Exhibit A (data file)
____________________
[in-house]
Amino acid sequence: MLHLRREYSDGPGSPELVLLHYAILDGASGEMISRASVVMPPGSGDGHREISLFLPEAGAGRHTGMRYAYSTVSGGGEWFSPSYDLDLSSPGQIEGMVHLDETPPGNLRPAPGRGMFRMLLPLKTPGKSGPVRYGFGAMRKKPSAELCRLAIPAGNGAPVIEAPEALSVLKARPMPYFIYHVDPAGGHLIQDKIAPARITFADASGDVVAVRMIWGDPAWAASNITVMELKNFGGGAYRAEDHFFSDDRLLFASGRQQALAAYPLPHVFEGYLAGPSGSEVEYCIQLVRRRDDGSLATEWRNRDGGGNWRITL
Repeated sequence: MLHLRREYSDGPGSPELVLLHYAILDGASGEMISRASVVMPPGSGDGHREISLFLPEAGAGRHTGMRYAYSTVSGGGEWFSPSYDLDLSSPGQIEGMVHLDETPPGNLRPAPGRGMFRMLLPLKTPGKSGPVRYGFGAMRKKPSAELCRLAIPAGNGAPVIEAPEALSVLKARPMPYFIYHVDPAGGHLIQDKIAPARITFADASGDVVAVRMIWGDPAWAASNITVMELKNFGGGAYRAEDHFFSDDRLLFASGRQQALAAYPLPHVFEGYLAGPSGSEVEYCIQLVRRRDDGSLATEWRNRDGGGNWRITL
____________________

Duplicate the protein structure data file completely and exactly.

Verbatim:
[in-house]
Amino acid sequence: MLHLRREYSDGPGSPELVLLHYAILDGASGEMISRASVVMPPGSGDGHREISLFLPEAGAGRHTGMRYAYSTVSGGGEWFSPSYDLDLSSPGQIEGMVHLDETPPGNLRPAPGRGMFRMLLPLKTPGKSGPVRYGFGAMRKKPSAELCRLAIPAGNGAPVIEAPEALSVLKARPMPYFIYHVDPAGGHLIQDKIAPARITFADASGDVVAVRMIWGDPAWAASNITVMELKNFGGGAYRAEDHFFSDDRLLFASGRQQALAAYPLPHVFEGYLAGPSGSEVEYCIQLVRRRDDGSLATEWRNRDGGGNWRITL
Repeated sequence: MLHLRREYSDGPGSPELVLLHYAILDGASGEMISRASVVMPPGSGDGHREISLFLPEAGAGRHTGMRYAYSTVSGGGEWFSPSYDLDLSSPGQIEGMVHLDETPPGNLRPAPGRGMFRMLLPLKTPGKSGPVRYGFGAMRKKPSAELCRLAIPAGNGAPVIEAPEALSVLKARPMPYFIYHVDPAGGHLIQDKIAPARITFADASGDVVAVRMIWGDPAWAASNITVMELKNFGGGAYRAEDHFFSDDRLLFASGRQQALAAYPLPHVFEGYLAGPSGSEVEYCIQLVRRRDDGSLATEWRNRDGGGNWRITL